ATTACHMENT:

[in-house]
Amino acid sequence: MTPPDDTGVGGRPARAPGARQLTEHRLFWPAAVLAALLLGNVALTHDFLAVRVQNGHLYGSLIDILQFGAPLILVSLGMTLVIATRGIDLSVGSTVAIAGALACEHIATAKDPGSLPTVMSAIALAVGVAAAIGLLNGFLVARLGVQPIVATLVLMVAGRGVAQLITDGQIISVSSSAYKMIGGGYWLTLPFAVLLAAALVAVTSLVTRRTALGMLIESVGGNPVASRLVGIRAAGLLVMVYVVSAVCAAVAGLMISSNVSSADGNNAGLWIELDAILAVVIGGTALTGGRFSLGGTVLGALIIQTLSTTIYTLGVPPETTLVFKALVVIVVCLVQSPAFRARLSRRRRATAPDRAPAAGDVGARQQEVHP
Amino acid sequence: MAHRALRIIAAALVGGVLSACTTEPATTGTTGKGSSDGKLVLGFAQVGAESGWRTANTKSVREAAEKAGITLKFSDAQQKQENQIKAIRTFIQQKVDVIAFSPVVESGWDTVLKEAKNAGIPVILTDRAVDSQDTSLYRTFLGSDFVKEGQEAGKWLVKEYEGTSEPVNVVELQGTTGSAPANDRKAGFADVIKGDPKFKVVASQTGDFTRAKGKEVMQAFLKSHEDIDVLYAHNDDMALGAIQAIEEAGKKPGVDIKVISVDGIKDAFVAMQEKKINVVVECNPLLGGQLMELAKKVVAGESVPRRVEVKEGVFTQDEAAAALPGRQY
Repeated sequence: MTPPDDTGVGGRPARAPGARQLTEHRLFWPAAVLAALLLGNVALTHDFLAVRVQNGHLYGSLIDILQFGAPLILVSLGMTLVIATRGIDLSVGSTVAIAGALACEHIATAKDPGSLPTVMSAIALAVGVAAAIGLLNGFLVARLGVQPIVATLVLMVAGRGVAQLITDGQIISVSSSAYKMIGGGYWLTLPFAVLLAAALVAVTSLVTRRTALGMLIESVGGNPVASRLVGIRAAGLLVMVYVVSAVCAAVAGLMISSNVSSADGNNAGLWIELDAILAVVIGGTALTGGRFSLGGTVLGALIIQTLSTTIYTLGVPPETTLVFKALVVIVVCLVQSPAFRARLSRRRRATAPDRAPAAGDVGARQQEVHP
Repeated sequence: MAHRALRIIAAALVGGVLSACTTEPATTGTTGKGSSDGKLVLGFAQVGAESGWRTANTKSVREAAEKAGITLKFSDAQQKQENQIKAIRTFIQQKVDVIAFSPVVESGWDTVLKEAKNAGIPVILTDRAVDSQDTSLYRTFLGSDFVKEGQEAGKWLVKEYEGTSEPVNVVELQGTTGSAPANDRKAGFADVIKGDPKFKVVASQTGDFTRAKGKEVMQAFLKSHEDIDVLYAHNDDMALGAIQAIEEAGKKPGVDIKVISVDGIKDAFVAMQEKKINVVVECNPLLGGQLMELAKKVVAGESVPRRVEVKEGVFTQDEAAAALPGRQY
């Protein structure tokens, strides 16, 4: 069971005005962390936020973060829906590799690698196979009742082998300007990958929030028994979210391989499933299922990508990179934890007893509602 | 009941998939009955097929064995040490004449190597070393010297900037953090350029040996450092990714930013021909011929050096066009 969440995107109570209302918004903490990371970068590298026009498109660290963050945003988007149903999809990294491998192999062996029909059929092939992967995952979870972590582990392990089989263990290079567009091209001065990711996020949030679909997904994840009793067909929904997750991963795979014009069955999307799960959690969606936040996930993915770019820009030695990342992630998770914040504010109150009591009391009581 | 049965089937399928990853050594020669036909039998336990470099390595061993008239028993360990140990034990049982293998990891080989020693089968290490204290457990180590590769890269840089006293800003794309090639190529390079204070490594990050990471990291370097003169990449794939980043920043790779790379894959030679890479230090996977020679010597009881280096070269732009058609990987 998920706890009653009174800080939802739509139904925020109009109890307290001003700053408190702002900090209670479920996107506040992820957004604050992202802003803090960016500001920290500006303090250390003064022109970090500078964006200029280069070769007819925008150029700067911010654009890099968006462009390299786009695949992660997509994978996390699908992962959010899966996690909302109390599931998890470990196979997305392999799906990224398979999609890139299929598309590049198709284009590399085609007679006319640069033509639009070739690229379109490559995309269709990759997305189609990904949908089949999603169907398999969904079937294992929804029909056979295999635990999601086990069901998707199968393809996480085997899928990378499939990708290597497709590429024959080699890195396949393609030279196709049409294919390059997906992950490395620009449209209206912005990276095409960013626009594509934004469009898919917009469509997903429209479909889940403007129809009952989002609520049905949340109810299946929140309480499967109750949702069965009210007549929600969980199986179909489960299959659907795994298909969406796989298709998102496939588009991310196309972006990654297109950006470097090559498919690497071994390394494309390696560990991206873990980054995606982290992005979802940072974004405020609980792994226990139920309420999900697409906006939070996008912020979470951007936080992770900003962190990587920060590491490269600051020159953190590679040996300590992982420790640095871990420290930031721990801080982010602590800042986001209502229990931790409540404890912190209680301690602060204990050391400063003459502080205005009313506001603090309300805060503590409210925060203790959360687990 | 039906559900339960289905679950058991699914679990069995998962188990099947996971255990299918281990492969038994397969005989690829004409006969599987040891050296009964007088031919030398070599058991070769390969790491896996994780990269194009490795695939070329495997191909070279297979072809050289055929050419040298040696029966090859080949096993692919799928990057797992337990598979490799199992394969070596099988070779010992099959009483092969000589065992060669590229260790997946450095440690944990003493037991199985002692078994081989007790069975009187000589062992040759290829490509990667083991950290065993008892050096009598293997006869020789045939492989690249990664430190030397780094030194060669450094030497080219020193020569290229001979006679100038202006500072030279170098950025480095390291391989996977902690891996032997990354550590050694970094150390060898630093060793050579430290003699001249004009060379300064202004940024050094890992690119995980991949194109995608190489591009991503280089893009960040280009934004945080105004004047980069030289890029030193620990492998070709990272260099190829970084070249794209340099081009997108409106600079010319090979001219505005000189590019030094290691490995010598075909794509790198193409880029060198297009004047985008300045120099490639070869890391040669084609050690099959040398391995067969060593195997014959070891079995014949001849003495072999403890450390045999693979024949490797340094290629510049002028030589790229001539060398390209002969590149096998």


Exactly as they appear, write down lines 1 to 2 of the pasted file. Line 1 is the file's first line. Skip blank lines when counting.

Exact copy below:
[in-house]
Amino acid sequence: MTPPDDTGVGGRPARAPGARQLTEHRLFWPAAVLAALLLGNVALTHDFLAVRVQNGHLYGSLIDILQFGAPLILVSLGMTLVIATRGIDLSVGSTVAIAGALACEHIATAKDPGSLPTVMSAIALAVGVAAAIGLLNGFLVARLGVQPIVATLVLMVAGRGVAQLITDGQIISVSSSAYKMIGGGYWLTLPFAVLLAAALVAVTSLVTRRTALGMLIESVGGNPVASRLVGIRAAGLLVMVYVVSAVCAAVAGLMISSNVSSADGNNAGLWIELDAILAVVIGGTALTGGRFSLGGTVLGALIIQTLSTTIYTLGVPPETTLVFKALVVIVVCLVQSPAFRARLSRRRRATAPDRAPAAGDVGARQQEVHP